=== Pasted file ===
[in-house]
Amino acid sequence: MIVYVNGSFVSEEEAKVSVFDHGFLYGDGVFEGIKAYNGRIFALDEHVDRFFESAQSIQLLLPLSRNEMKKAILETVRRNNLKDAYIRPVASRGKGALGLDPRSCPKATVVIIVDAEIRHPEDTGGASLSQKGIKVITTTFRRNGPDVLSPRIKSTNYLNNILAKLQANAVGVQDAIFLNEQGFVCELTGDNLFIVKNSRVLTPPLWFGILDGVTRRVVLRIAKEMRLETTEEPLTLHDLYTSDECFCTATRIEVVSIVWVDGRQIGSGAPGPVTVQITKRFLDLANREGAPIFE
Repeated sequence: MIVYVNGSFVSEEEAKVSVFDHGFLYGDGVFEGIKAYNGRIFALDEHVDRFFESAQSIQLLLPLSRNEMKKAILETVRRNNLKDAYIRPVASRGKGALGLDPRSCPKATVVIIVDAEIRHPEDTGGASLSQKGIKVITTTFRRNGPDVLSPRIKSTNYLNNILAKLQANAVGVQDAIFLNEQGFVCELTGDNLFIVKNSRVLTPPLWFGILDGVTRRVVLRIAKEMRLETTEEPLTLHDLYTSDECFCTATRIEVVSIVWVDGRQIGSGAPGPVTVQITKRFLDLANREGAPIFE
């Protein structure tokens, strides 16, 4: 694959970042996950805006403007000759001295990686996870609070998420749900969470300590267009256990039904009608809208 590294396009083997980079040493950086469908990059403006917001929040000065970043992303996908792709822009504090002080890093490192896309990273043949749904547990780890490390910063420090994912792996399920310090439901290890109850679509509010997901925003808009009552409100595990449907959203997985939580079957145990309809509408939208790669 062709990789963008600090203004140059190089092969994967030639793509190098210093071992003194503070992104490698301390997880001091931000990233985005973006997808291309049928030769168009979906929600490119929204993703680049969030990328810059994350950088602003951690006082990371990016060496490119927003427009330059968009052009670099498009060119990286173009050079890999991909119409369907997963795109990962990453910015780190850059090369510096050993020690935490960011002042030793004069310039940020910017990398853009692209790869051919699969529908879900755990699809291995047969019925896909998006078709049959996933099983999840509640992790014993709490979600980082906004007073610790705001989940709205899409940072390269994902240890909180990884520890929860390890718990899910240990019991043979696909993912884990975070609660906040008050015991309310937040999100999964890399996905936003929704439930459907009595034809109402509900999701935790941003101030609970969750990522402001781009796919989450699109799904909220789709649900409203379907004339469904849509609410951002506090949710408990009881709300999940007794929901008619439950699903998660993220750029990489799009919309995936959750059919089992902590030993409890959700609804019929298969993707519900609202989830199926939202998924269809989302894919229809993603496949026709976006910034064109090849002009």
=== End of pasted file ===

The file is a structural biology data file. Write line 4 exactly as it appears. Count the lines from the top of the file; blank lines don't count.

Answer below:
């Protein structure tokens, strides 16, 4: 694959970042996950805006403007000759001295990686996870609070998420749900969470300590267009256990039904009608809208 590294396009083997980079040493950086469908990059403006917001929040000065970043992303996908792709822009504090002080890093490192896309990273043949749904547990780890490390910063420090994912792996399920310090439901290890109850679509509010997901925003808009009552409100595990449907959203997985939580079957145990309809509408939208790669 062709990789963008600090203004140059190089092969994967030639793509190098210093071992003194503070992104490698301390997880001091931000990233985005973006997808291309049928030769168009979906929600490119929204993703680049969030990328810059994350950088602003951690006082990371990016060496490119927003427009330059968009052009670099498009060119990286173009050079890999991909119409369907997963795109990962990453910015780190850059090369510096050993020690935490960011002042030793004069310039940020910017990398853009692209790869051919699969529908879900755990699809291995047969019925896909998006078709049959996933099983999840509640992790014993709490979600980082906004007073610790705001989940709205899409940072390269994902240890909180990884520890929860390890718990899910240990019991043979696909993912884990975070609660906040008050015991309310937040999100999964890399996905936003929704439930459907009595034809109402509900999701935790941003101030609970969750990522402001781009796919989450699109799904909220789709649900409203379907004339469904849509609410951002506090949710408990009881709300999940007794929901008619439950699903998660993220750029990489799009919309995936959750059919089992902590030993409890959700609804019929298969993707519900609202989830199926939202998924269809989302894919229809993603496949026709976006910034064109090849002009």